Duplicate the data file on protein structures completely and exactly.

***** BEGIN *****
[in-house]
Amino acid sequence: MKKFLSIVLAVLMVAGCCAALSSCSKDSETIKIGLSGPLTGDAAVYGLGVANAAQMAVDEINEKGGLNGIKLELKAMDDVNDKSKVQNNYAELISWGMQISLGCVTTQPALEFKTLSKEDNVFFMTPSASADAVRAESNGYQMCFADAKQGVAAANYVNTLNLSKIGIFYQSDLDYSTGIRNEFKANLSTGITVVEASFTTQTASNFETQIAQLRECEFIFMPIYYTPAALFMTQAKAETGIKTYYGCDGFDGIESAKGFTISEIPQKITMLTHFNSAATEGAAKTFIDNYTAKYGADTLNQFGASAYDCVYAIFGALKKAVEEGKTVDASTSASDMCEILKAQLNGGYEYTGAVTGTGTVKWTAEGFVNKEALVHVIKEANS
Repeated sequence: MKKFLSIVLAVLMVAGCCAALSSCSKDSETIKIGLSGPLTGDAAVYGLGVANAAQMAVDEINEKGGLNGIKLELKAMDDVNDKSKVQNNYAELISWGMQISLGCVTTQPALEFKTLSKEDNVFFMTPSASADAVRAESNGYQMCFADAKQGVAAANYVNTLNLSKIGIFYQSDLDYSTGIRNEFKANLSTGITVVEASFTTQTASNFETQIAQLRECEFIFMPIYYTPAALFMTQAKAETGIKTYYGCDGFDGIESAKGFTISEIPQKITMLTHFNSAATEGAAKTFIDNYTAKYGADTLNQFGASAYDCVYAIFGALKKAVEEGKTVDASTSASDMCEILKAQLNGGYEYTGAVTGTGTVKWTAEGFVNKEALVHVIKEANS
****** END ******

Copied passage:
[in-house]
Amino acid sequence: MKKFLSIVLAVLMVAGCCAALSSCSKDSETIKIGLSGPLTGDAAVYGLGVANAAQMAVDEINEKGGLNGIKLELKAMDDVNDKSKVQNNYAELISWGMQISLGCVTTQPALEFKTLSKEDNVFFMTPSASADAVRAESNGYQMCFADAKQGVAAANYVNTLNLSKIGIFYQSDLDYSTGIRNEFKANLSTGITVVEASFTTQTASNFETQIAQLRECEFIFMPIYYTPAALFMTQAKAETGIKTYYGCDGFDGIESAKGFTISEIPQKITMLTHFNSAATEGAAKTFIDNYTAKYGADTLNQFGASAYDCVYAIFGALKKAVEEGKTVDASTSASDMCEILKAQLNGGYEYTGAVTGTGTVKWTAEGFVNKEALVHVIKEANS
Repeated sequence: MKKFLSIVLAVLMVAGCCAALSSCSKDSETIKIGLSGPLTGDAAVYGLGVANAAQMAVDEINEKGGLNGIKLELKAMDDVNDKSKVQNNYAELISWGMQISLGCVTTQPALEFKTLSKEDNVFFMTPSASADAVRAESNGYQMCFADAKQGVAAANYVNTLNLSKIGIFYQSDLDYSTGIRNEFKANLSTGITVVEASFTTQTASNFETQIAQLRECEFIFMPIYYTPAALFMTQAKAETGIKTYYGCDGFDGIESAKGFTISEIPQKITMLTHFNSAATEGAAKTFIDNYTAKYGADTLNQFGASAYDCVYAIFGALKKAVEEGKTVDASTSASDMCEILKAQLNGGYEYTGAVTGTGTVKWTAEGFVNKEALVHVIKEANS